Jim O'Leary

Waverly Star

By Jim O'Leary

An e-mail newsletter for and about Waverly people, used with permission in the HLW Herald and on this web site.

 Oct. 28, 2002

A walk down memory lane (continued . . .)

Marching in Waverly's Memorial Day parade brought back memories of Dan Herbst's childhood in Waverly - good business people up and down Main Street, and a lot of happy times.

Last week he had paused at the Village Hall, ready to turn down Main Street. Let's pick up his narrative from there.

By Dan Herbst
continued from last week's Waverly Star

Across the street from the Village Hall was Copeland's Cafe, Ed Murray's Meat Market, and Elhart Diers' Barber Shop.

Murray's Meat Market reminded me of the unforgettable time I saw a steer being butchered in the back. It was the first time I had ever seen such a thing.

First, it was shot right in the middle of the forehead by a .22 rifle hollowpoint, and after it dropped, I got to watch the entire butchering process.

Murray's Market was also a very sociable place, like the barber shop and the cafe. Besides shopping every day for the fresh meat, one could also rent a locker in the freezer to store all kinds of meat, including venison.

Marching down the street past Pete's Grocery, I recalled "Heinie" Franske and Bill Henk, two of Waverly's finest, whose lives ended far too soon. I don't know if Waverly ever did recover from the loss of these two fine store operators.

The Henk Drug Store was a teen hangout, and it was very lucky Bill Henk had a sense of humor and liked teenagers, of all people!

Between those two stores was the Waverly Theater where, as a lad, I could attend the movies for 12 cents and buy popcorn for a nickel. The smell of that popcorn wafted down the street every evening because the doors were always open, except in the dead of winter.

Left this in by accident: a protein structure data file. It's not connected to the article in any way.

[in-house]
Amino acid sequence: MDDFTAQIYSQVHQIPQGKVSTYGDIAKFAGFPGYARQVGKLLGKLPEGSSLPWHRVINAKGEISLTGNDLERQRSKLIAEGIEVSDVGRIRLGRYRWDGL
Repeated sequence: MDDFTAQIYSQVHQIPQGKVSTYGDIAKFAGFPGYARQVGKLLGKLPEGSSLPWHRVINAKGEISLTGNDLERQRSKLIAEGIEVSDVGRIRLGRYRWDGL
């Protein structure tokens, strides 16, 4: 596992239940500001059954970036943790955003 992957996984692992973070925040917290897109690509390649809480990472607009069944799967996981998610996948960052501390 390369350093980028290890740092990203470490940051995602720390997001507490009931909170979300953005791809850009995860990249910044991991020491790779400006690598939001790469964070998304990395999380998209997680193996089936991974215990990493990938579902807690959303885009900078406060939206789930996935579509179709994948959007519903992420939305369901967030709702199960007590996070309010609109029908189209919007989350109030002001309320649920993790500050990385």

Hanging out at the drugstore with no money to go to the show, one could still enjoy the fragrance of the popcorn in the company of some friends who were also broke.

The movies came in huge, round metal containers, and were delivered by the Minneapolis Star and Tribune truck. It was there I learned the origin of the term for finishing filming a movie: "to put it in the can."

Across the street was the real center of the universe, Ogle's Cafe. It was open for business seven days a week, from as early in the morning as 4 a.m., before Mrs. Ogle went to Mass, until late at night.

There was a "hotel" attached in the back, where lived bachelors such as A. S. Reidmiller, the Great Northern Station agent. The "lounge" for this hotel was a leather sofa in the front of the restaurant, which commanded a nice view of Main Street and was always occupied.

Dinners on Mother's Day and Easter drew people from all over the state, they were so fine. Home-cooked items, such as bread, pies, and cakes, were churned out daily and drew rave notices from everyone.

On Sundays, coach Ches Ogle played as background music on his 78 rpm record player all the big bands - Benny Goodman, Artie Shaw, and Glen Miller, to name just a few.

At the counter was a wonderful glass case loaded with penny candy, in all the varieties in the world. There was some penny candy, which came in rolls, and you could peel off the candy piece-by-piece, attached as it was to a long roll of paper.

One could also catch a glance at some of the magazines, such as "Look" and "Life," with ladies on the cover.